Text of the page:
Changing the Law

in Law

The issue of separation of power in the United States has been debated for a long time especially when it comes to the issue of making internal and foreign policies. The initial drafting of the United States constitution provided for separation of power between the legislative (congress), executive (presidency), and the judicial (courts). However throughout the history of the United States, there are many incidences where one branch of government has worked to override the other. The initial draft was supposed to ensure that governance of the country was a shared responsibility between the three arms. The attitude and conduct of President George Bush during his time in office can be used as a good example to illustrate the imbalance of exercise of power among the three arms. In order to understand how George Bush has overridden the power vested in Congress and the court, we are going to review the article "Bush challenges hundreds of law" which was published in the Boston Globe no April 30th 2006 by Charlie Savage.

Bush Challenges hundreds of laws

There is no presidential term in the history of the United States that has experienced so much conflict in exercise of power between the three arms of government like George Bush two presidential terms.  As has been described by a number of political observers, president Bush and his term in white house have been trying their best to concentrate the presidential authority  in their office ignoring the concept of sharing of  administrative powers between the three arms of government.

In deed, this assertion has been strengthened by President Bush claim that by virtue of holding an executive office and being the commander in chief of the armed forces, he has authority to override some of the laws which he claims to be unconstitutional. But since when did the executive determine whether a law is constitution or unconstitutional? This is the function of interpreters of the laws and the judicial system would be best suited to play that role.

During his term in office, President Bush has exerted his claimed authority and disobeyed more than 750 laws arguing that his office has the power to bypass any statute that has been passed by the congress if it is seen to conflict his own interpretation of the constitution. According to Savage (2006) means that president Bush is assuming the supremacy of the executive over the congress and the judicial system. In designation of the constitution power of every branch, the congress is supposed to be the ultimate law making body in the land and the executive led by the president is supposed to ensure that there is execution of laws that have been passed by the congress. On the other hand, the judiciary is supposed to interpret the laws according to the constitution.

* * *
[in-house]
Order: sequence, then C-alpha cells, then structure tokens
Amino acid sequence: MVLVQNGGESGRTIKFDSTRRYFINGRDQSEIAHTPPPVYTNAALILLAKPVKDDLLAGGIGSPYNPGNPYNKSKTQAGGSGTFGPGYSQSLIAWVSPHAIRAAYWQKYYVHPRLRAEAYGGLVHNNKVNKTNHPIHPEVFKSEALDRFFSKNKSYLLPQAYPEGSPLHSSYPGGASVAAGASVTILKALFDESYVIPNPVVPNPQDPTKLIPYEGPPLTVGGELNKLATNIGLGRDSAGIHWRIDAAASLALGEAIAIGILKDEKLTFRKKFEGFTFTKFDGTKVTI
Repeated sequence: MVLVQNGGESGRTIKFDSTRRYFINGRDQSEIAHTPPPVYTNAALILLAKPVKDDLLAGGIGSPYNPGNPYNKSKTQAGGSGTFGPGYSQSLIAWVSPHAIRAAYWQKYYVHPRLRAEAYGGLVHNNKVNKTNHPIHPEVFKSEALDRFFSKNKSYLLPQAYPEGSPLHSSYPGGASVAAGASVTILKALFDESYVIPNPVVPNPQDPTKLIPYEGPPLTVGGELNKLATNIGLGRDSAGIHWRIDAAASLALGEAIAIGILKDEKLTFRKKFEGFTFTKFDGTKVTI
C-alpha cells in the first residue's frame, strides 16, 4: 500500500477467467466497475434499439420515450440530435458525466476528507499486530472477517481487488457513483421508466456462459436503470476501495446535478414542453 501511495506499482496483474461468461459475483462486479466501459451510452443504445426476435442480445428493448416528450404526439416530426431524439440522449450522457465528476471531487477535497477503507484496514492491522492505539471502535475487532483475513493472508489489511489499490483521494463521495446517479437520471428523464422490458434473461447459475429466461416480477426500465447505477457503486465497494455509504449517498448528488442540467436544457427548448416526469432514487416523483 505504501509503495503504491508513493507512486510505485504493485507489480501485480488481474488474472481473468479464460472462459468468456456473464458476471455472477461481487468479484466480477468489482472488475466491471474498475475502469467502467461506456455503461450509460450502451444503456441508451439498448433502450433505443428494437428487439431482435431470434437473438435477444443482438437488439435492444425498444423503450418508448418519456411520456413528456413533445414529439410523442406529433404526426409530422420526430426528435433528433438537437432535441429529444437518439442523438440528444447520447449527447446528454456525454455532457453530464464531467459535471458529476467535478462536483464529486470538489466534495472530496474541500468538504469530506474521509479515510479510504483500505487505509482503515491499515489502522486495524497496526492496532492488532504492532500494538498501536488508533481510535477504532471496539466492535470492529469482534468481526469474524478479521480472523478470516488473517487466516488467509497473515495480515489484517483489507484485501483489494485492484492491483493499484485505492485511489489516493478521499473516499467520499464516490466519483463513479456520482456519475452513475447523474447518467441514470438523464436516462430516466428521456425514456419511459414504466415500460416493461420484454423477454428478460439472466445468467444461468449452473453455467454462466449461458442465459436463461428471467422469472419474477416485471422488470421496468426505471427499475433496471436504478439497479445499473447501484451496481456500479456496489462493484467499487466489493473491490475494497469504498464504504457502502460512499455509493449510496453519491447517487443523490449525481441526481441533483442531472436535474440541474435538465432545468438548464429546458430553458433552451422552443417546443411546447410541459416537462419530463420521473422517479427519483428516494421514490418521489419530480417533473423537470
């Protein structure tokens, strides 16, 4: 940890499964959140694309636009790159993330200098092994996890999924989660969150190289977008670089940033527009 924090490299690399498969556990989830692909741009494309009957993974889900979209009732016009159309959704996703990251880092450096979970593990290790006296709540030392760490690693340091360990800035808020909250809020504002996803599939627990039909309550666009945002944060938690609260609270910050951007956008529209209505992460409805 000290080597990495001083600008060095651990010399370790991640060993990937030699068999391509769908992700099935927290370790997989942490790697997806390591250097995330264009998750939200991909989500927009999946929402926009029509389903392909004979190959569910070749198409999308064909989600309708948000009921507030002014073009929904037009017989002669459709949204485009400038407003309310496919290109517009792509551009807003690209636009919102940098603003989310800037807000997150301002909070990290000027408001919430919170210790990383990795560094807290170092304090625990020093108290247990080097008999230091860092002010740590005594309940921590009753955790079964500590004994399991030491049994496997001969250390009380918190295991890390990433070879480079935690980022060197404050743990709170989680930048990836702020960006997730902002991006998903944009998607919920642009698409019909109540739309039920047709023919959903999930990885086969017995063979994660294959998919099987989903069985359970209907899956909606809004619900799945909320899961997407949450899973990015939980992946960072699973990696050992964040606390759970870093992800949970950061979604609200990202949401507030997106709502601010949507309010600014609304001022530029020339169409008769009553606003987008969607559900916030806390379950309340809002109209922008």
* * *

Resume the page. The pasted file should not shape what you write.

To highlight but just a few, President Bush has decided to ignore various laws including military rules and regulations, provisions for affirmative actions, the need to inform the congress about immigration problem, protection of whistle blowers, and many others. As a commander in chief of the armed force, President Bush has asserted that he can bypass some laws including the torture ban, Columbia restriction, and others which involve the military. Although the president is the commander in chief of the armed forced, the congress reserves the privilege to create armies, to declare war, make rules regarding the prisoners of war, and many others. (Sheffield, 2007) However President Bush has decided to ignore the powers of the congress over the army.  Like we said earlier, President Bush has been trying to concentrate power in the executive at the expense of the congress.

President Bush does not only overstep his mandate in the executive but he has been contravening some of constitution amendments enacted centuries ago. For example under the Fourth amendment, US citizens are protected against arbitrary searches and arrest. In 2004, the congress had passes intelligence bill that required regular information on how the FBI is used security wiretaps in the United States. However after signing the bill, the president commented that he could hold any of the information that was required to be passed on to the congress citing it unconstitutional. However in many instance Bush has contended to fire employees who pass secret information on the government wrongdoing which amounts to intimidation of whistle blowers.

Savage (2006) asserts that in number of occasions, President Bush has failed to adhere to the judicial interpretation of the constitution. President Bush has failed to abide with interoperation calling for equal representation of minority citing them unconstitutional. For example when policy of admission to university was enacted in 2004, President Bush declared that it should be taken unconstitutional. The judicial system has been left with little power in reviewing of President Bush assertion especially when it comes to security matters. (CBS News, 2006)

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Changing the Law

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This article was published on 2011/03/09